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Nigeria Decides 2019: Overview – Live Election Update (Video)

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As Nigerians expects the result of the 2019 General elections, specifically for the Presidential and Federal Legislative elections, Anttention Media takes you through lots that have been experienced across the country as videos of ballot destruction, ballot snatching, illegal thumb printings and relative orderliness characterized the poll.

Meanwhile, The Lagos State Commissioner of Police CP Zubairu Muazu has disclosed that over 20 persons have been arrested for various electoral offences in the State on Saturday. 

According to Muazu while fielding questions from newsmen after monitoring the exercise with the AIG Mr David Folawiyo that nine persons were arrested for allegedly burning and destroying election materials at Okota.

The CP said that 10 motorcycles used by the hoodlums to move to Okota were recovered.



He said nine persons linked to a cult group were also arrested for thuggery in Somolu area and for attempting to cause problems during the elections.

Muazu said during a stop and search operation by some policemen, two suspects were arrested at Stadium area Surulere in a private car, and one locally-made pistol was recovered from them.

“At Alakara area of Mushin, three suspects were arrested trying to disrupt the elections.

“No death was recorded in Lagos State. Although social media says so, in all the areas I visited, I did not see any dead person and none of my officers reported any death to me,” he said.

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However, the Independent National Electoral Commission (INEC) has expressed satisfaction with the general conduct of the presidential and National Assembly election across the country.

The National Commissioner on Information and Voter Education, Festus Okoye disclosed this at a press briefing on the situation report of the election in Abuja on Saturday.

“The commission has also received report of violence and ballot box snatching in some areas leading to the disruption of the process. We have asked the Resident Electoral Commissioners (RECs) and the officials of the commission on ground to submit their first-hand report in relation to some of these incidents,” he added.

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24 Hours Across Africa

Rwanda ban Burundi,s music star ahead of annual festival

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Burundian musician Jean Pierre Nimbona, popularly known as Kidum, has told the BBC he is confused by Rwanda’s decision to ban him from playing at the upcoming Kigali Jazz Fusion festival.

Kidum is one of Burundi’s biggest music stars and has performed in Rwanda for the past 16 years.

But a police official phoned the musician’s manager to warn that he would only be allowed to make private visits to Rwanda.

“[My manager was told] Kidum is not supposed to perform, tell him to leave. If he comes for private visits fine, but no performances,” the musician told BBC’s Focus on Africa radio programme.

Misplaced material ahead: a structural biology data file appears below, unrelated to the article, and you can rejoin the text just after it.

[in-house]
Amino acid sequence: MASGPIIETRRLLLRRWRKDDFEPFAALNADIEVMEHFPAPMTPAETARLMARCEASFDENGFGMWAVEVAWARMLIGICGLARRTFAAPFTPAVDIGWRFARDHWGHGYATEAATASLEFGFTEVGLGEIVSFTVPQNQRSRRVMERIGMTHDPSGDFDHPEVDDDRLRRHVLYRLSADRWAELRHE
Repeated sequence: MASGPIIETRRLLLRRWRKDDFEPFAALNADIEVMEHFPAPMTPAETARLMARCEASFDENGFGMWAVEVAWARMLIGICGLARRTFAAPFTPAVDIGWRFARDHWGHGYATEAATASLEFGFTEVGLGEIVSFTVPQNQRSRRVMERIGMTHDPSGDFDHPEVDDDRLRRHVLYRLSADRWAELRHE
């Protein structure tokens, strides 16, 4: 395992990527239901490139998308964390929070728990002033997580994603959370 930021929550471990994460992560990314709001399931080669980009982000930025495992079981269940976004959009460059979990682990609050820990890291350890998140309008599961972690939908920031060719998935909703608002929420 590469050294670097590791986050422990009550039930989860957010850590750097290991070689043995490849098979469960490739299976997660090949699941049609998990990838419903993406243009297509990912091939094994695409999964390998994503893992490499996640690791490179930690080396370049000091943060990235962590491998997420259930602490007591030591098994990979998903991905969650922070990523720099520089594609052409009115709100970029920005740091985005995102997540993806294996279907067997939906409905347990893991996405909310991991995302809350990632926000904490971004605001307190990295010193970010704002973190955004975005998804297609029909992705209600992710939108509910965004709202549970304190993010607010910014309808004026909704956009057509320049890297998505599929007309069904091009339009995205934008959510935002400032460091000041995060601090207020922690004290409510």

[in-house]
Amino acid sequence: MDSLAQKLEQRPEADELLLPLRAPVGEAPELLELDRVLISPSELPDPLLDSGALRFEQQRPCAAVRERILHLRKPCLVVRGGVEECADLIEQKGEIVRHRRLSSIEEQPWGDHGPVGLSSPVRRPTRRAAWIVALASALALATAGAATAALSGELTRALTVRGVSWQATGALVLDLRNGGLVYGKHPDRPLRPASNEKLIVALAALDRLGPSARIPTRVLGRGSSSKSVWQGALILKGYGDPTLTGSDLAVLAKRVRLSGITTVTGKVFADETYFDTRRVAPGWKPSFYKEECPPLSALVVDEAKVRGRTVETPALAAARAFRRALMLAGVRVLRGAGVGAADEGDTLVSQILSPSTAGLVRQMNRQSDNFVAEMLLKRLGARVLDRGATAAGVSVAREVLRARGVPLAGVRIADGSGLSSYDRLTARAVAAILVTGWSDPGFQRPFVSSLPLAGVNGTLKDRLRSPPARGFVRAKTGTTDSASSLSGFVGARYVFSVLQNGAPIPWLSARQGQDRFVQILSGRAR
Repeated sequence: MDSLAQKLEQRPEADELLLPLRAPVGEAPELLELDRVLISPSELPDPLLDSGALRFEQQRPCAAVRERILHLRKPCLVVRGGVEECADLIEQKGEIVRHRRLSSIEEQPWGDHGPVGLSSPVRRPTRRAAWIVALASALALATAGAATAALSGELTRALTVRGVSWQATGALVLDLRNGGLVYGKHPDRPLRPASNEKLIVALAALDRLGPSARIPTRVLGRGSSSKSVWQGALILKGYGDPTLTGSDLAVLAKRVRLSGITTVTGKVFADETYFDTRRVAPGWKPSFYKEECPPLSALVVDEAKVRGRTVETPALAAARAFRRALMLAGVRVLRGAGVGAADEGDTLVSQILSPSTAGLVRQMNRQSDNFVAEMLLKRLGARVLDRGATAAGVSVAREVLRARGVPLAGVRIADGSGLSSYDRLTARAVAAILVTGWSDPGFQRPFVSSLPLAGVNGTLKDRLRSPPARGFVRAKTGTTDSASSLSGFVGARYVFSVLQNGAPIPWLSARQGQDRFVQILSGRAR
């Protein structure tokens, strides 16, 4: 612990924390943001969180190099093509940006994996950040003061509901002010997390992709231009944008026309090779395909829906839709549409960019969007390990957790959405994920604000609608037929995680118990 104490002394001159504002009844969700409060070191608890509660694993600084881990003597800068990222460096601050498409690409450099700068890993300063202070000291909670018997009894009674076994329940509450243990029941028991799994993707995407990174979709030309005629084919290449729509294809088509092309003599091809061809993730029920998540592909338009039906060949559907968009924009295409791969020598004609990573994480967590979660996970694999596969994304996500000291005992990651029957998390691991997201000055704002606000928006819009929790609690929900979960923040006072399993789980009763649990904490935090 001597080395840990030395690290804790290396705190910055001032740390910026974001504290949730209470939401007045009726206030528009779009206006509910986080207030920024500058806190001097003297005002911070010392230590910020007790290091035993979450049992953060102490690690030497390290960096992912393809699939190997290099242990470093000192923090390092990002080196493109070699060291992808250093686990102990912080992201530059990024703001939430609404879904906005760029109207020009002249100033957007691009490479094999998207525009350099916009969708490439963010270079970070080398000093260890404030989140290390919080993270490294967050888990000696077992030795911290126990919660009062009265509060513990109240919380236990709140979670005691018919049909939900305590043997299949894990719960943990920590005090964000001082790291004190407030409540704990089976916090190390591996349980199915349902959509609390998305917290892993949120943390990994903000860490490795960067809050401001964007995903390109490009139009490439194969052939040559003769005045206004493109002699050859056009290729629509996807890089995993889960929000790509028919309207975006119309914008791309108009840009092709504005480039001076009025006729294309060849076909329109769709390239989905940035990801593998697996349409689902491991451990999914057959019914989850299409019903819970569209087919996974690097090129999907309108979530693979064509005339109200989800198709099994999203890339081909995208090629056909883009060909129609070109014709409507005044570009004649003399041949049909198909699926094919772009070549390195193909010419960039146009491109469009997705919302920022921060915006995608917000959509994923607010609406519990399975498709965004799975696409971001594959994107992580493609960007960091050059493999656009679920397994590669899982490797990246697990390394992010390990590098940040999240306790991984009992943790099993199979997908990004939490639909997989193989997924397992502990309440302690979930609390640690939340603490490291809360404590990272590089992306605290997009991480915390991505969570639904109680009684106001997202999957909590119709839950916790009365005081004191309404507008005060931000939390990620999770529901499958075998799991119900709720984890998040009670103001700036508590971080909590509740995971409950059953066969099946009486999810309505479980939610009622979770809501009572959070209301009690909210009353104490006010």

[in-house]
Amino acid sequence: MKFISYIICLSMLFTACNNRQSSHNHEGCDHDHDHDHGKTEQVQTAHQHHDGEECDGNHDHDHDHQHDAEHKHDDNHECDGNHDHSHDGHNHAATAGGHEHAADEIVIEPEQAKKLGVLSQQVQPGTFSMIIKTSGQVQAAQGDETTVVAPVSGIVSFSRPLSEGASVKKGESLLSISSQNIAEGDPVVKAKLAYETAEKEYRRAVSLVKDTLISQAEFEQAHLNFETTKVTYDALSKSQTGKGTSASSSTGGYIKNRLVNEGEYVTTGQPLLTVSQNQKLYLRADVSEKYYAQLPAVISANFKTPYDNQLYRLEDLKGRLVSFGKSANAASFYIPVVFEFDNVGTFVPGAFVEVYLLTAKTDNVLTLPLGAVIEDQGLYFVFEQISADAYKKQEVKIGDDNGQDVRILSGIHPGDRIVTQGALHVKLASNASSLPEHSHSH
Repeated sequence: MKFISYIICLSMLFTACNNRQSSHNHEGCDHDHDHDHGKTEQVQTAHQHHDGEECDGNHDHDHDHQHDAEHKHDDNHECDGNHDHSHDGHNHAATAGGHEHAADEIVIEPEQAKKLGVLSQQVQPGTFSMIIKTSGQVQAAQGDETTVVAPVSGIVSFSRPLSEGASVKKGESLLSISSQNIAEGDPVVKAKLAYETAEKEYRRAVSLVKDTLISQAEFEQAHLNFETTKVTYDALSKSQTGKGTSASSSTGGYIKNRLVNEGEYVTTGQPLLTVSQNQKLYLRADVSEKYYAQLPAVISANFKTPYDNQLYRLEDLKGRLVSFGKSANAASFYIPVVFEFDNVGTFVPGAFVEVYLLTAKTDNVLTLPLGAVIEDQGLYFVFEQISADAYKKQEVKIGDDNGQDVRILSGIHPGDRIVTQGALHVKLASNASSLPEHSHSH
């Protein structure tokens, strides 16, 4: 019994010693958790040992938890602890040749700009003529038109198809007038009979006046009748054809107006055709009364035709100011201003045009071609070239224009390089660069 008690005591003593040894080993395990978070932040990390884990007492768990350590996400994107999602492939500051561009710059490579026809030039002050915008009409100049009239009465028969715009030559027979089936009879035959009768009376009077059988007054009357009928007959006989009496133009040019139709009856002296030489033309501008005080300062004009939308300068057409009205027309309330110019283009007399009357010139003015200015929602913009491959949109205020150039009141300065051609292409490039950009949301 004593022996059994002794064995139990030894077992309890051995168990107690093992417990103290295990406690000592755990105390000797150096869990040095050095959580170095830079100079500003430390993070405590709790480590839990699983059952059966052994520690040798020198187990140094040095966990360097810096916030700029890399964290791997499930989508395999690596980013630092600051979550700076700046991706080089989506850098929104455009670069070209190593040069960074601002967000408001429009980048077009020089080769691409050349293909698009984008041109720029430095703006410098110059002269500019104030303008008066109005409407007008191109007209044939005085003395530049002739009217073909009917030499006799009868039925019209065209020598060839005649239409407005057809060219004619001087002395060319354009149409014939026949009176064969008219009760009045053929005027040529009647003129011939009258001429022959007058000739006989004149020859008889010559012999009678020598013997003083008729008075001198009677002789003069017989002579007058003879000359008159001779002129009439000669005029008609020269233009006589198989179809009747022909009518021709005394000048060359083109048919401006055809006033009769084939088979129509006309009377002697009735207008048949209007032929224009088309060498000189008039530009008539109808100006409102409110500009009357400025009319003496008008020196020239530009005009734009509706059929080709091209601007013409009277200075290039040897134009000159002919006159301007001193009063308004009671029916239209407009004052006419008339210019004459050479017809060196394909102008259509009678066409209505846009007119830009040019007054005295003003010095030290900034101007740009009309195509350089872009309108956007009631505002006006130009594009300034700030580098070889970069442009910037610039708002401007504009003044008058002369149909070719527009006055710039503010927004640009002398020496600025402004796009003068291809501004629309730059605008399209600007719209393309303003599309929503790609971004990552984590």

The mayor of Rwanda’s capital said that in this instance permission had not been sought from the authorities for him to perform at the festival in Kigali.

Kidum was a leading peace activist during Burundi’s civil war between 1993 and 2003 and used his songs to call for reconciliation.

The 44-year-old musician said he had never had problems with Rwandan authorities until recently when three of his shows were cancelled at the last minute – including one in December 2018.

That month Burundi had banned Meddy, a musician who is half-Burundian, half-Rwandan, from performing in the main city of Bujumbura.

Kidum said he was unsure if the diplomatic tensions between Burundi and Rwanda had influenced his ban.

“I don’t know, I don’t have any evidence about that. And if there was politics, I’m not a player in politics, I’m just a freelance musician based in Nairobi,” he said.

He said he would not challenge the ban: “There’s nothing I can do, I just wait until maybe the decision is changed some day.

“It’s similar to a family house and you are denied entry… so you just have to wait maybe until the head of the family decides otherwise.”

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24 Hours Across Africa

Zimbawe’s doctor goes missing after masterminding strike

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Fearless Zimbabwe’s minister of health has called on the government to address insecurity lapses that has lead to the disappearance Peter Magombeyi, the head of a doctor’s union, who disappeared on Saturday.

Fears are rising over the fate of Zimbabwe medical doctor Dr Peter Magombeyi after he sent a message to say he had been abducted in that country by unknown persons – apparently for demanding a “living wage”.

An AFP report earlier on Sunday quoted the Zimbabwe Hospital Doctor’s Association (ZHDA) as saying Magombeyi had not been heard from since he sent a WhatsApp message on Saturday night saying he had been “kidnapped by three men”.

Zimbabwe doctors, who earn a miserly equivalent of about R3 000 are on strike to press for better wages, equipment and medicines in state hospitals.

The ZHDA has reportedly accused state security forces of abducting the doctor because of his role in organising work stoppages.

This week some doctors said the death of deposed Robert Mugabe, 95, in a Singapore hospital on 6 September was an indication of how bad health services in Zimbabwe

“Dr Magombeyi’s crime is only to ask for a living wage for his profession. This is a reflection of the troubles born out of refusal to implement Political Reforms.”

The Zimbabwe government led by Emmerson Mnangagwa has not publicly commented on the doctor’s disappearance

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